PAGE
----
STATEMENT OF STEPHEN E. WHITESELL, REGIONAL DIRECTOR, NATIONAL
CAPITAL REGION, NATIONAL PARK SERVICE, DEPARTMENT OF THE INTERIOR,
BEFORE THE SUBCOMMITTEE ON NATIONAL PARKS, FORESTS AND PUBLIC
LANDS OF THE HOUSE NATURAL RESOURCES COMMITTEE, CONCERNING H.R.
6364 TO ESTABLISH A COMMISSION TO ENSURE A SUITABLE OBSERVANCE OF
THE CENTENNIAL OF WORLD WAR I, TO DESIGNATE MEMORIALS TO THE
SERVICE OF MEMBERS OF THE UNITED STATES ARMED FORCES IN WORLD WAR
I, INCLUDING A NATIONAL WORLD WAR I MEMORIAL ON THE NATIONAL MALL
IN THE DISTRICT OF COLUMBIA, AND FOR OTHER PURPOSES.
September 11, 2012
Mr. Chairman, thank you for the opportunity to present the views of the Department of the Interior (Department) regarding H.R. 6364, a bill to establish a commission to ensure a suitable observance of the centennial of World War I, to designate memorials to the service of members of the United States Armed Forces in World War I, including a National World War I Memorial on the National Mall in the District of Columbia, and for other purposes.
As H.R. 6364 was only introduced yesterday, September 10, 2012, the Administration has not had sufficient time to fully review the legislation as introduced. Our testimony today is based upon a draft of the bill, and reflects comments provided on similar legislation earlier this year. We would like to reserve the right to submit additional comments about the introduced bill.
The Department appreciates and shares the sponsors' recognition of the sacrifices of Americans who served in World War I. The Department supports the recognition of those who served in World War I and we would like to continue working with Congress on appropriate ways to recognize that service.
With respect to the provisions of the bill, the Department has no objection to designating the Liberty Memorial of Kansas City at America's National World War I Museum as the National World War I Museum and Memorial, although we believe that a study to determine which of the various World War I Memorials in the United States would be best suited to be named the official National World War I Memorial would be appropriate. The Department defers to the General Services Administration on the establishment of the World War I Centennial Commission as this responsibility would not fall under the purview of the National Park Service. However, Congress has determined in the Commemorative Works Act that the Reserve, an area on the National Mall, is a completed work of civic art where no more memorials are to be located. Therefore, the Department has serious concerns about the placement of any new commemorative work in the Reserve and would like to work with the committee through the Commemorative Works Act process to find a more suitable location for a World War I memorial in the District of Columbia.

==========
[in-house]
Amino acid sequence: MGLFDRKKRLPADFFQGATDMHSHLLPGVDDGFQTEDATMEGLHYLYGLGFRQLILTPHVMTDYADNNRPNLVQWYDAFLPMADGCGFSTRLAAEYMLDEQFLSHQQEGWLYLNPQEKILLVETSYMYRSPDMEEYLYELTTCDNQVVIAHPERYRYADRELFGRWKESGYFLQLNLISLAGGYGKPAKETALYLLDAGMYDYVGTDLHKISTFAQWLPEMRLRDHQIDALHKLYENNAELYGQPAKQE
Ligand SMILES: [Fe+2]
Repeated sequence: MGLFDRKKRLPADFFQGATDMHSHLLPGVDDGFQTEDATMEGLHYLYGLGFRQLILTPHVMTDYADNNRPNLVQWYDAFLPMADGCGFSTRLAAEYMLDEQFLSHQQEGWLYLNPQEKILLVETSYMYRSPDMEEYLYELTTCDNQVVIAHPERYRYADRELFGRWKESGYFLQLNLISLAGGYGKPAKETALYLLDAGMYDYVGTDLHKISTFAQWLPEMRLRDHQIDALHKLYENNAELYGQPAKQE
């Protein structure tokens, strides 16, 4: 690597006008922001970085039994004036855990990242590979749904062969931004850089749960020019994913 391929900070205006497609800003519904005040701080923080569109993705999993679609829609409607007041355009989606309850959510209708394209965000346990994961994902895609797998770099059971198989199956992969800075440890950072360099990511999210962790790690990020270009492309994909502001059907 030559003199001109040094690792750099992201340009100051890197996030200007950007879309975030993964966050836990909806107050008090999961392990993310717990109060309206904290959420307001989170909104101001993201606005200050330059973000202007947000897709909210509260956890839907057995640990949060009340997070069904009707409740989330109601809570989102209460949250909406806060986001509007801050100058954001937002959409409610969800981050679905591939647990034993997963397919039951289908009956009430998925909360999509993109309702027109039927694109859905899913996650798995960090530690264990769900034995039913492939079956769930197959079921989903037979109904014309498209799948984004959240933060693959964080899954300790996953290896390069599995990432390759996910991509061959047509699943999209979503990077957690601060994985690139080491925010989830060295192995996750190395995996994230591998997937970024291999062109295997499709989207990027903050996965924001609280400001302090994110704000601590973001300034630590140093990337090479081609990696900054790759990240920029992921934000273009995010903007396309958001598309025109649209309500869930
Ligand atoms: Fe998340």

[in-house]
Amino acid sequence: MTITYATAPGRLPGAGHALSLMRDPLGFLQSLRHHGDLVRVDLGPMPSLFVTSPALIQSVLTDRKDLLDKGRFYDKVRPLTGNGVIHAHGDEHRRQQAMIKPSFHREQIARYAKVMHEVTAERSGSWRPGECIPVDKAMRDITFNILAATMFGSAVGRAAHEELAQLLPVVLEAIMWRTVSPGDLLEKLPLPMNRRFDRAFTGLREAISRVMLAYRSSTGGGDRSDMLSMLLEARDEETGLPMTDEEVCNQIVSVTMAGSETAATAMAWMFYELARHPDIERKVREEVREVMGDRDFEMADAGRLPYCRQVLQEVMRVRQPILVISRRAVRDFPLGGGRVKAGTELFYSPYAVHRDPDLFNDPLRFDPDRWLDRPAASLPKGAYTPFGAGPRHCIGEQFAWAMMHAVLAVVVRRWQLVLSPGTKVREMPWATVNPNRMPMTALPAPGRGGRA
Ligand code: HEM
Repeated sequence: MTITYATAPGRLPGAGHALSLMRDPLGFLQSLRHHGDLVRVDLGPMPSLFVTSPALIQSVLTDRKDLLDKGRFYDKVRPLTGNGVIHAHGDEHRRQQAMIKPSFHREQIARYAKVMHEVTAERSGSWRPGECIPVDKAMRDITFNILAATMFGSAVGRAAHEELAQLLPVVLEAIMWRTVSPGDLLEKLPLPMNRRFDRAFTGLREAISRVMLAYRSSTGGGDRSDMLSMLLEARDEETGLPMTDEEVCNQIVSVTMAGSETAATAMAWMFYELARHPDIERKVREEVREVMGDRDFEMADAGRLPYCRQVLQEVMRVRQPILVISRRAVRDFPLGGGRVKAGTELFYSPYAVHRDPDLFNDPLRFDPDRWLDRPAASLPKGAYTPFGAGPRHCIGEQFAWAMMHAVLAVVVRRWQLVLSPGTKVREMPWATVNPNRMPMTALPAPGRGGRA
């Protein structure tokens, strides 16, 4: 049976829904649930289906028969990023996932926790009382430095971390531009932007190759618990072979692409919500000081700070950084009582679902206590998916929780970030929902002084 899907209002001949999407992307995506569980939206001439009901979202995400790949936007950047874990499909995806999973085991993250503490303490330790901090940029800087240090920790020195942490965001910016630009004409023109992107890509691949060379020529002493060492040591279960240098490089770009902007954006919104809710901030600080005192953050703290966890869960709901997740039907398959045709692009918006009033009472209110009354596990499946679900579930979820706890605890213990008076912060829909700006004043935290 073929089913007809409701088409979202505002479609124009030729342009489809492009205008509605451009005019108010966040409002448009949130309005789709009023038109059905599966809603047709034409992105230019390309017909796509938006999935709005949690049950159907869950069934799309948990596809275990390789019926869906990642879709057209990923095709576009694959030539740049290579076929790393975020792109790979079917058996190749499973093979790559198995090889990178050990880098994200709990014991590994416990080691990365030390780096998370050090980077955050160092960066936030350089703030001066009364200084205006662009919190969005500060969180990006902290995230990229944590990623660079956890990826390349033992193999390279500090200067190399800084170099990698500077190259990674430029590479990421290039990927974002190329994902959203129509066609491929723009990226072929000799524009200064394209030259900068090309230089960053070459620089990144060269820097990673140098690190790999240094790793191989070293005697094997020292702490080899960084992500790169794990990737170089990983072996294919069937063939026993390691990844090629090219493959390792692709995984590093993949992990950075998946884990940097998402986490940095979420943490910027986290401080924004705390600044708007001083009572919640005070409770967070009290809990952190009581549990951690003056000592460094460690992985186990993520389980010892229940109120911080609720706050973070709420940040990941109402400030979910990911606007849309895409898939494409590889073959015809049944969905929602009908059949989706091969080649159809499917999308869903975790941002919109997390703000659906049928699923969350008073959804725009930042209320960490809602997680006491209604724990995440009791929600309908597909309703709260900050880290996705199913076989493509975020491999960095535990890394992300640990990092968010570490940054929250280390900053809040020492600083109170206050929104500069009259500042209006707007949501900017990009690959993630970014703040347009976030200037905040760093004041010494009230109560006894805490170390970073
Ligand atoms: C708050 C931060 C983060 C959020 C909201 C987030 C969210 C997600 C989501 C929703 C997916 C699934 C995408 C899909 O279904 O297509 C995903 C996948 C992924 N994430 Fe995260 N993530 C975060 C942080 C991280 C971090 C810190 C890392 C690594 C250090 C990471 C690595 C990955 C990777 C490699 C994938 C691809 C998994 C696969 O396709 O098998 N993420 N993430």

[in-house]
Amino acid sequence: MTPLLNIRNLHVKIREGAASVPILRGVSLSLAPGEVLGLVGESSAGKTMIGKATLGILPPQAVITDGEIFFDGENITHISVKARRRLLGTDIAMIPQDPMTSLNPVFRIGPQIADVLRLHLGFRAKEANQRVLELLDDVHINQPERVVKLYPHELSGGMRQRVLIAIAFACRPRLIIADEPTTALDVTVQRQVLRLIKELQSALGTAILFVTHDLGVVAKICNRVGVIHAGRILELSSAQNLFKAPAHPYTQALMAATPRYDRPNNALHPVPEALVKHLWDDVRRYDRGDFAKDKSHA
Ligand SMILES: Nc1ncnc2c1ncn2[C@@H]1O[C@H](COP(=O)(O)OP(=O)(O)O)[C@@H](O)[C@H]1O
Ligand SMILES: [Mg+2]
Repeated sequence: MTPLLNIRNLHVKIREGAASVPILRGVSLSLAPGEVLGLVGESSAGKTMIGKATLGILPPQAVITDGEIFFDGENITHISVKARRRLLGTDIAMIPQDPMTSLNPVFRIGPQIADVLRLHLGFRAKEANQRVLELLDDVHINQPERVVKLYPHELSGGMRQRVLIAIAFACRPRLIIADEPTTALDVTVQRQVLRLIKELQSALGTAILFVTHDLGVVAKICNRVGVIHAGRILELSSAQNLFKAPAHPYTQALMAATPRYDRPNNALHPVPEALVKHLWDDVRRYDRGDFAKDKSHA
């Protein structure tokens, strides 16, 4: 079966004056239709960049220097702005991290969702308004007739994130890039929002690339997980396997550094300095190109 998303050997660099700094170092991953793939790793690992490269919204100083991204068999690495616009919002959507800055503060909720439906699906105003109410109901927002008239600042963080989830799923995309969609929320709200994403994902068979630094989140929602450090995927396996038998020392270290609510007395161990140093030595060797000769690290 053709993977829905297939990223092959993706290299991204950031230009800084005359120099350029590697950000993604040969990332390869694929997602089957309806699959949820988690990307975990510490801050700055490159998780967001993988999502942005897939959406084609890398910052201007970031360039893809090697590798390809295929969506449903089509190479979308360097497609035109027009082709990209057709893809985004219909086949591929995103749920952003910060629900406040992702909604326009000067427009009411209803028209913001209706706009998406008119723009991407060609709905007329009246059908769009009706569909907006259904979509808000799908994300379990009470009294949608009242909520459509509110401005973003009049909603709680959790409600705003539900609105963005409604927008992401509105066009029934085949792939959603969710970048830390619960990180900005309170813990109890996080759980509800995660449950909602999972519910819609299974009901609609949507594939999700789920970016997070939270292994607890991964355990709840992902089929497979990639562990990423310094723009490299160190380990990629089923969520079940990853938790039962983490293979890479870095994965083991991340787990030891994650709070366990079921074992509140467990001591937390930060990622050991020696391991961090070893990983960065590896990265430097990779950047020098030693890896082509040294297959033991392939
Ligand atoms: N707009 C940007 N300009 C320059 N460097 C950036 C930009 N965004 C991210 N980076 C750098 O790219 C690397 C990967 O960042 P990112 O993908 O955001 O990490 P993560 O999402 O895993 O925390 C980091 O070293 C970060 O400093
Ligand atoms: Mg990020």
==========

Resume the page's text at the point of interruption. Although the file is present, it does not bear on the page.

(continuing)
Section 10 of H.R. 6364 would authorize the World War I Memorial Foundation (Foundation) to establish a new commemorative work in the vicinity of Constitution Gardens in the District of Columbia, which is located within the Reserve. Section 8908 of the Commemorative Works Act precludes the addition of new memorials in the Reserve, defined as the great cross-axis of the Mall, from the United States Capitol to the Lincoln Memorial, and the White House to the Jefferson Memorial. However, this bill conflicts with original intent of the Commemorative Works Act, which was passed by Congress to govern the establishment and placement of memorials in the Nation's Capital so as to protect existing memorials, open space, and the integrity of the comprehensive design of the L'Enfant and McMillan Plans for the city of Washington. By designating the memorial site in Constitution Gardens, this bill exempts this proposed memorial from the Act's requirement that the site and design for the new memorial be developed in a public process that involves review and approval by the National Capital Planning Commission, the National Capital Memorial Advisory Commission, and the U.S. Commission of Fine Arts.
World War I is an important era in American history that has been honored through a number of monuments throughout the nation and here in the District of Columbia. A national memorial to World War I veterans has already been established in Washington, D.C., near the White House, in Pershing Park, on Pennsylvania Avenue between 14th and 15th Streets. This memorial, authorized by the Congress in 1966 (P.L. 89-786) and constructed by the Pennsylvania Avenue Development Corporation and the American Battle Monuments Commission, includes a statue of General Pershing, as well as artwork detailing the major battles in World War I that involved U.S. troops. Quotations on this memorial include General Pershing's tribute to the officers and men of the American Expeditionary Forces of World War I and a commemoration of those who served in the United States Navy in World War I. Rather than duplicate this memorial by establishing a new memorial to World War I, the Department would encourage enhancement of the World War I Veterans Memorial in Pershing Park. We would be happy to work with the Foundation and the committee to explore this possibility.
Mr. Chairman, this concludes my testimony. I would be glad to answer any questions that you or other members of the subcommittee may have.